The fee schedule is not favorable to new technology, he adds. “We are working with antiquated codes,” which reflects the fee schedule’s inability to recognize the value of an in vitro diagnostic test in terms of pricing and payment, he says. “The rule of thumb is that for most new codes granted, Medicare prices them within $16 to $25. We have worked it up where we can get $48 for things like BNP.” Thus, $98 for HER2 testing is considered to be a “nice price,” he says. “But when you look at the bigger picture in terms of its impact, it’s kind of ridiculous,” given the expense of the Herceptin treatment.
Companies with laboratory-developed, unique tests can negotiate for higher payment with Medicare and key private payers in their locality. But Dr. Root is hearing from Medicare medical directors that resistance to the approach is beginning to appear, mainly owing to the amount of money being spent. “Thus, this may not be a viable—or at least not as easy—strategy for new companies entering the marketplace. Dramatic downstream savings may be required to make it work.”
Meanwhile, laboratory companies with proprietary molecular technology are taking a hit from Medicare date-of-service and bundling rules that are affecting their ability to get paid in some cases for followup testing on hospital-obtained specimens.
As attorney Kazon explains, CMS’ bundling rules require the hospital to bill Medicare for testing done for a hospital patient. Under Medicare rules, the date of service for a lab test is the date the specimen was collected. Therefore, if testing is done on a specimen taken when a patient was a hospital inpatient or outpatient, the date of service for any testing done on that sample will be the date the patient was in the hospital. Therefore, CMS considers that testing done on a hospital patient, even if the patient has long since left the hospital when the service is actually ordered or provided.
“Thus, when the physician orders additional testing on a biopsy or blood specimen taken when the person was in the hospital, the date of service is the date it was collected, which, according to CMS, makes the hospital responsible for billing for the testing, even if the patient is not in the hospital at the time the service is ordered. The one exception is where the service is ordered 14 or more days after the patient has left the hospital.”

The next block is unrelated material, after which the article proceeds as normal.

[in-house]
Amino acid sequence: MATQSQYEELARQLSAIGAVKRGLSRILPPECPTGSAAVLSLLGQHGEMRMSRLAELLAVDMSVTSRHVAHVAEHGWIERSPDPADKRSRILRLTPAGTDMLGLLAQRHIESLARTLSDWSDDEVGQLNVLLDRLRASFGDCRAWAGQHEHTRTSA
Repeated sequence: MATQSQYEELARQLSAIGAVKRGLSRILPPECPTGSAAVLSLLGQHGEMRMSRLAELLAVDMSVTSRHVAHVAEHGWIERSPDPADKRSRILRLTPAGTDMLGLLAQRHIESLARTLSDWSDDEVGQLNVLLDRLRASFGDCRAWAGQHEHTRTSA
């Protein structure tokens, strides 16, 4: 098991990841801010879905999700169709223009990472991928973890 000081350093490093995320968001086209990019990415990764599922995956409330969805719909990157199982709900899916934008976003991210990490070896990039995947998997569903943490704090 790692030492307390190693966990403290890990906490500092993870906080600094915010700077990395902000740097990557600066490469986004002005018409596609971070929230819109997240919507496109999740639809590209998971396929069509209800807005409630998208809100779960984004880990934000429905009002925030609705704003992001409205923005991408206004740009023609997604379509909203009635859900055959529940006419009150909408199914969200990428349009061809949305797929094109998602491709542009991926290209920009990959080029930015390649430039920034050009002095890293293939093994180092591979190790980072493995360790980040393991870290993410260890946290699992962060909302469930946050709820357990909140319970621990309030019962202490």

CMS established this “14-day rule” in its 2007 physician fee schedule rule. At that time, CMS clarified that the date of service for testing on these specimens must be the date the test/service is performed (and hence billed directly by an independent lab to Medicare rather than the hospital) if:
The patient’s physician ordered the test/service at least 14 days following the date of the patient’s discharge from the hospital;
The specimen was collected while the patient was undergoing a hospital surgical procedure (inpatient or outpatient);
It would be medically inappropriate to have collected the sample other than during the hospital procedure for which the patient was admitted;
The results of the test/service do not guide treatment provided during the hospital stay.
In the case of a chemotherapy sensitivity test/service performed on live tissue, the date of service of the test/service must be the date the test/service was performed only if the decision regarding the specific chemotherapeutic agents to test is made at least 14 days after discharge (and all of the aforementioned criteria are met), according to CMS.